Both studies involved thousands of elderly people over the age of 70 who were at high risk for bone fractures. In each study, the treatment group was given calcium and vitamin D, along with advice on reducing their risks of falling. The control groups were only given the advice to reduce their risks of falling. The results showed that overall, the incidence rate of fractures was less than what was expected for all participants, but there really was no difference in the rates of fractures between the control and the treatment groups.
Does this mean that calcium and vitamin D don't work? Not really. The compliance by subjects declined to 63 percent and even lower after two years. This means several people didn't take the supplements properly.
Another interesting point is that all the participants were given advice on how to limit their risk of falling. This advice was apparently successful, since the fracture rates were lower than expected for all the participants of the studies. These confounding factors may skew the results a bit.
Despite the flaws, these studies show that calcium and vitamin D alone may not be sufficient to reduce the risk of fractures in high-risk elderly people. So prescription medications may be necessary to stop bone loss.
This does not mean that calcium and vitamin D are not important for treatment or prevention of osteoporosis. In fact, all nutritional treatments for osteoporosis include calcium and vitamin D (either in the form of vitamin D2 or vitamin D3). Although a few individual randomized studies showed no reduction of the risk for bone fractures with daily doses of calcium and vitamin D, recent systematic analysis of all published randomized trials suggest that these supplements may actually reduce the number of fractures and the loss of bone in people who take them every day.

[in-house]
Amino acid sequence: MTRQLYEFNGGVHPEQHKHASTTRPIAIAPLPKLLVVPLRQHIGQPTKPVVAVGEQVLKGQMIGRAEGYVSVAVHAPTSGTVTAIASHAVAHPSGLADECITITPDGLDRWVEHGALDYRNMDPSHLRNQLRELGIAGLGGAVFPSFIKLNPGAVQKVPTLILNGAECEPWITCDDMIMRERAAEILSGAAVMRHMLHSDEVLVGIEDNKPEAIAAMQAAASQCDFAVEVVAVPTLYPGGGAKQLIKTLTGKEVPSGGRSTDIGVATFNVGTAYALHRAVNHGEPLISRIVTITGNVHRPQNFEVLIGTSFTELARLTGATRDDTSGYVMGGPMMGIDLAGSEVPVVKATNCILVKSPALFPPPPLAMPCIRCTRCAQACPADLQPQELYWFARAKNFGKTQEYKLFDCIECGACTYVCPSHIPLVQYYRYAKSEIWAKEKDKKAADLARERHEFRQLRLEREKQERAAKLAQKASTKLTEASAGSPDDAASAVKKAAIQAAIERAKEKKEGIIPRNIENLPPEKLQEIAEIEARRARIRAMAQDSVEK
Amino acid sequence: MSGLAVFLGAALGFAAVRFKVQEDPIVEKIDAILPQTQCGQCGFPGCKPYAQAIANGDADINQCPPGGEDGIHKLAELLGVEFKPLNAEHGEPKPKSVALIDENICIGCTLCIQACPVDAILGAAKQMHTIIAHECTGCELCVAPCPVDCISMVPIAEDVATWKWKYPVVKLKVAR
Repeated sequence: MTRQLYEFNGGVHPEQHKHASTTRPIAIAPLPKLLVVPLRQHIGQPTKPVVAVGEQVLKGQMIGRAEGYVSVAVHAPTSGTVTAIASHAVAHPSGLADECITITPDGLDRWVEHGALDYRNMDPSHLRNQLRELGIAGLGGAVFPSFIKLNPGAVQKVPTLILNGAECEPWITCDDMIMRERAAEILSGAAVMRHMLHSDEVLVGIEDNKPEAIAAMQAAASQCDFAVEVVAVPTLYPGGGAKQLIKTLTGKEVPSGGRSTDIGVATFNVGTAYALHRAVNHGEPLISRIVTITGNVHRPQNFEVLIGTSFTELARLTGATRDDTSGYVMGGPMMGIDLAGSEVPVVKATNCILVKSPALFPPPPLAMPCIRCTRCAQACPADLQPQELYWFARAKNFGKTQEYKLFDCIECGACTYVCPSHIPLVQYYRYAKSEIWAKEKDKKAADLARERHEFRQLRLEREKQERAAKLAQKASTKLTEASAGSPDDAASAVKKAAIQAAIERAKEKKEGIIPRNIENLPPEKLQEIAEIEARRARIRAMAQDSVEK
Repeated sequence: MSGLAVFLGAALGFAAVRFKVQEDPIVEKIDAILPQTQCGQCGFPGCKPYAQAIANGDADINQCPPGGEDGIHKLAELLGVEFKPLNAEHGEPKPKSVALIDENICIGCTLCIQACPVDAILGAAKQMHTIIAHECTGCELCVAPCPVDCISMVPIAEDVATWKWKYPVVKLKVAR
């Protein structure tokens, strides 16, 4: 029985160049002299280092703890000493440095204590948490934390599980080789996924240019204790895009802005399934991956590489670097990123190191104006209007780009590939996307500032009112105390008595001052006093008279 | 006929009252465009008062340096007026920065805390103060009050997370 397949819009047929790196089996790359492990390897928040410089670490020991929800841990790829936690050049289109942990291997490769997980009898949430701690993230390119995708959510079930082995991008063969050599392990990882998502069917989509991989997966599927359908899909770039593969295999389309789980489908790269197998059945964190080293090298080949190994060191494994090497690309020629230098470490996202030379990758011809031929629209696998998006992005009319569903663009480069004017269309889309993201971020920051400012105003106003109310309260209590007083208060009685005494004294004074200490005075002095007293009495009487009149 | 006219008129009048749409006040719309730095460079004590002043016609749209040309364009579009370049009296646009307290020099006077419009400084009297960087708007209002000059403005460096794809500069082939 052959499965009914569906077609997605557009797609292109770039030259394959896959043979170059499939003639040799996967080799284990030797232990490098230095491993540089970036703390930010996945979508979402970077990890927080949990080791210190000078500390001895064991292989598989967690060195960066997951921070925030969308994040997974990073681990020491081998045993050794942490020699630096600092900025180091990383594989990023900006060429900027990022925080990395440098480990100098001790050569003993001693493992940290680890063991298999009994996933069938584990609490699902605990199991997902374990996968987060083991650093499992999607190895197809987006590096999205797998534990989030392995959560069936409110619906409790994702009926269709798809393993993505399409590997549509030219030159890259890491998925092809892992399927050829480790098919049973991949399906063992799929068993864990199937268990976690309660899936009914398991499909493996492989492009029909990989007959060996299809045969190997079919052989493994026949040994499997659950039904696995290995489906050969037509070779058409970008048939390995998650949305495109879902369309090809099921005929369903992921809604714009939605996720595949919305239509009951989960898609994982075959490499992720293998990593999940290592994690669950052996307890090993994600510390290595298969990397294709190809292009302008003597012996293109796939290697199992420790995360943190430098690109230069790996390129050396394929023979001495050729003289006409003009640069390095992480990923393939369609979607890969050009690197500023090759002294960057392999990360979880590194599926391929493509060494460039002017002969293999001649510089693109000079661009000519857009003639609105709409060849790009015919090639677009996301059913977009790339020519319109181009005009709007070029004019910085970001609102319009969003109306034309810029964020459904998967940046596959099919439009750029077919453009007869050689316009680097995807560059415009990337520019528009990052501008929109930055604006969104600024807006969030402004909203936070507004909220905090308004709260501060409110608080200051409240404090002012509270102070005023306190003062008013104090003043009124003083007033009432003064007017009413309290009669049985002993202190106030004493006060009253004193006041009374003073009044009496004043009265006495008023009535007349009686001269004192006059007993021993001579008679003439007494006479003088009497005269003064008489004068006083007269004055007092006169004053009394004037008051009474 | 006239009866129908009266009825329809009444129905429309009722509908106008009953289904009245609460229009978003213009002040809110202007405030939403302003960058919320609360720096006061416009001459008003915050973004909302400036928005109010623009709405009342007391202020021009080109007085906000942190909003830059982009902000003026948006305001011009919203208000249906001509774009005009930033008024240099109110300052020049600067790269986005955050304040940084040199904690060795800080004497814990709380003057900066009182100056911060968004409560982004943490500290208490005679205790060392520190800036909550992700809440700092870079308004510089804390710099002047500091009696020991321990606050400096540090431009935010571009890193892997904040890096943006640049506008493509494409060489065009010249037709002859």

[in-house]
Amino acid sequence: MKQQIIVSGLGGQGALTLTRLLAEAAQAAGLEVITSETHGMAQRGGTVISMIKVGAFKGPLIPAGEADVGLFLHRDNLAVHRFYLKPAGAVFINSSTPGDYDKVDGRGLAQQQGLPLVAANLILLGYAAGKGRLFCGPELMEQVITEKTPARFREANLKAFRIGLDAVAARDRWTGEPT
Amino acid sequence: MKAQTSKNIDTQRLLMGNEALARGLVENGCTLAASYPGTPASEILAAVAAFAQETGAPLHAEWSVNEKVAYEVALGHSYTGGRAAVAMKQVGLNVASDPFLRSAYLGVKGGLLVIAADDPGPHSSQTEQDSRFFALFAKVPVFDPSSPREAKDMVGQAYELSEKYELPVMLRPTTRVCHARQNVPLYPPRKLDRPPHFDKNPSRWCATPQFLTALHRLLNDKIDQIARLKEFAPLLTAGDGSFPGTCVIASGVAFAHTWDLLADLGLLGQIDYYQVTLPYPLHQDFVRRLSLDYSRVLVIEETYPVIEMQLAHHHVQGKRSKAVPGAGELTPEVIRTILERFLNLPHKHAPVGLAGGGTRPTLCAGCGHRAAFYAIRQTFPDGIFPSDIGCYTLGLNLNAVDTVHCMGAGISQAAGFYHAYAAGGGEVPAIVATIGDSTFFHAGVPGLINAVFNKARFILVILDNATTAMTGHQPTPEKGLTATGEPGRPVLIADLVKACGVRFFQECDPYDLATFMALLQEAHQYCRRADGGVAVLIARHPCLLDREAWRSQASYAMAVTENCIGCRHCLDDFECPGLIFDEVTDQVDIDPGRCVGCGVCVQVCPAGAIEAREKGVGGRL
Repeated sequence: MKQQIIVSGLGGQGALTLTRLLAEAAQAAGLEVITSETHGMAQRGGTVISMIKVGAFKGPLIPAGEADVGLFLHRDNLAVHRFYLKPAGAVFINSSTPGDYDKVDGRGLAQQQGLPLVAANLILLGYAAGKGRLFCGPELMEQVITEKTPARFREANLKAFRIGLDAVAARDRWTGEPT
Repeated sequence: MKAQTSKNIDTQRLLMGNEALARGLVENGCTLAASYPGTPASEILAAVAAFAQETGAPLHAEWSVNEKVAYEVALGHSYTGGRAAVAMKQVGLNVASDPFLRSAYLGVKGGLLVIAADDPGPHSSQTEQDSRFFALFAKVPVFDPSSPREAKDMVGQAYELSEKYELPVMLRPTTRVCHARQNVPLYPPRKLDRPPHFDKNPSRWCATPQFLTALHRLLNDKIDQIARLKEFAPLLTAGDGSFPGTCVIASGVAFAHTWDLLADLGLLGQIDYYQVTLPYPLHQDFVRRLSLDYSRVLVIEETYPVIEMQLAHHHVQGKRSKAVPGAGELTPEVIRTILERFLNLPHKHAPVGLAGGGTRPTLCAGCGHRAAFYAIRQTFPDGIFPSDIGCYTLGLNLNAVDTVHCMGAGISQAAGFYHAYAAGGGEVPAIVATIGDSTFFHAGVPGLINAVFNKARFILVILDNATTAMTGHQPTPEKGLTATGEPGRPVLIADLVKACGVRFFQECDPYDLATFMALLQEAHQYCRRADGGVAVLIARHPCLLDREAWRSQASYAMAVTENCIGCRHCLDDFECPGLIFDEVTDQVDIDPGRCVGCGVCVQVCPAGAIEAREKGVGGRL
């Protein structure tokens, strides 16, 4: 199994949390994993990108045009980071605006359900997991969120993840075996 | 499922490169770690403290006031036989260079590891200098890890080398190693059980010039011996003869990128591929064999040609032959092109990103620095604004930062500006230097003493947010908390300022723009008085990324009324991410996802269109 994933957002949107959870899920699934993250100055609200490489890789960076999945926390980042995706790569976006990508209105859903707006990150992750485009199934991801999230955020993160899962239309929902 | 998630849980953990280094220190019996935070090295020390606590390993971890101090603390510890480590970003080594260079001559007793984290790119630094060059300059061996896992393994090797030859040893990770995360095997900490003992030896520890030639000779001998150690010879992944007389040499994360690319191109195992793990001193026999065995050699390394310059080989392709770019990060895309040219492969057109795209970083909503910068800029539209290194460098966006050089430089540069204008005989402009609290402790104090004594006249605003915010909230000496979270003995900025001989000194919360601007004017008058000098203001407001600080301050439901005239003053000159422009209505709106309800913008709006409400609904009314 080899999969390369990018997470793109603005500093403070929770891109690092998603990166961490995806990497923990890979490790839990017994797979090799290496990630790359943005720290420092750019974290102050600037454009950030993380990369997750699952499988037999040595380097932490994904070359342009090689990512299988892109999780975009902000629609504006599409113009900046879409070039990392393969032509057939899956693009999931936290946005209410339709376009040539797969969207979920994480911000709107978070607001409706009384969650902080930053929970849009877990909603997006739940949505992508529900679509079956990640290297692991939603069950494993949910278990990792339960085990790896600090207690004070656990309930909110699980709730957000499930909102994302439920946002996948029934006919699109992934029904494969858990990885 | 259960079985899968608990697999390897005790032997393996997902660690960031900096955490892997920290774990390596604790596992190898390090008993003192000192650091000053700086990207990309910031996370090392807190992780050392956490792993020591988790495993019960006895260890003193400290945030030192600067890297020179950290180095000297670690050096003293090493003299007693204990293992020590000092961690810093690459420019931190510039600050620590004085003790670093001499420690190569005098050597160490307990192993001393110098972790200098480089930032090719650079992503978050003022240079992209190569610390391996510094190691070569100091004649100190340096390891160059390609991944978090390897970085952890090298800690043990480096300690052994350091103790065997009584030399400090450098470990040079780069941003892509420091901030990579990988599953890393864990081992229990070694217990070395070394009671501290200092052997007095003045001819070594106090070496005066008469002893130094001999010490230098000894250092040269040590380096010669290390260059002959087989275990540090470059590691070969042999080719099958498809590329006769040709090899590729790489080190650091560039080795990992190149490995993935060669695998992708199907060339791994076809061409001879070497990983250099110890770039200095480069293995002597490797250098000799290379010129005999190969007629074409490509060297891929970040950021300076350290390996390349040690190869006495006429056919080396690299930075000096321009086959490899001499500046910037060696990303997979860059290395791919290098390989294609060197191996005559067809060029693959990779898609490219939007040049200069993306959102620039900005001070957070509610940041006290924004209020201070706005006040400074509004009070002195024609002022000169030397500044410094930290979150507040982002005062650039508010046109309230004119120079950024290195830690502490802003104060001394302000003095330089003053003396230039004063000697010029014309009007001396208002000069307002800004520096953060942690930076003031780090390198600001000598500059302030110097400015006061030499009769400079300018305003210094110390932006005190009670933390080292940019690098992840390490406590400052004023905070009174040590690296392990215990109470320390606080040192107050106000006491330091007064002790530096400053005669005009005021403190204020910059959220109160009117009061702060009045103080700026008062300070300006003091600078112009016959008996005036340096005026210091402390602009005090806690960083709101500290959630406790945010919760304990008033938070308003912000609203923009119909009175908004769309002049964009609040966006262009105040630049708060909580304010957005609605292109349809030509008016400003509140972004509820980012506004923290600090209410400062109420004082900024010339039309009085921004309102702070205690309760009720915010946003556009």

Other important nutrients for treatment of prevention of osteoporosis include vitamin B12, magnesium and vitamin K. Lifestyle changes are also needed for successful treatment or prevention of osteoporosis. Those changes include cessation of smoking, reduction of caffeine and alcohol consumption, eating a health diet plus the use of resistive exercises such as lifting weight to increase bone density.
Getting Enough CalciumRather than waiting until your bones begin to lose too much density, you may wish to take some steps to prevent weak bones and osteoporosis. Here are some tips:
- Take calcium. You should get at least 1,200 milligrams of calcium per day. Studies show that the calcium from dairy products is the most absorbable form of dietary calcium. However you can also get calcium from anchovies, salmon (with bones), and calcium-fortified foods. If you don't get enough calcium from your diet, take a calcium supplement.
- Eat fruits and vegetables. They supply your body with nutrients and prevent calcium loss in bones.
- Choose fish more often. Fish is a great source of protein, omega-3 fatty acids and eating fish has been associated with having healthy bones.
- Watch the caffeine. Caffeine may be linked to calcium loss from bones, so limit your intake of caffeinated beverages.
- Get enough vitamin D. Your body needs vitamin D to be able to absorb calcium. Your body makes normally makes vitamin D after exposure to the sun. You don't need to be a sun worshipper; just spending a few minutes outside every day is enough. You may also take 800 IU vitamin D as a supplement.
- Don't smoke. There are so many reasons not to smoke, and this is just another one. Smoking leads to an increase in the risk of bone fractures. If you smoke, you need to quit. If you don't smoke, don't start.
- Get some exercise. Resistive exercise, like weight lifting, is essential for strong bones. Weight lifting puts stress on your bones, but this type of stress is good because it keeps your bones strong.
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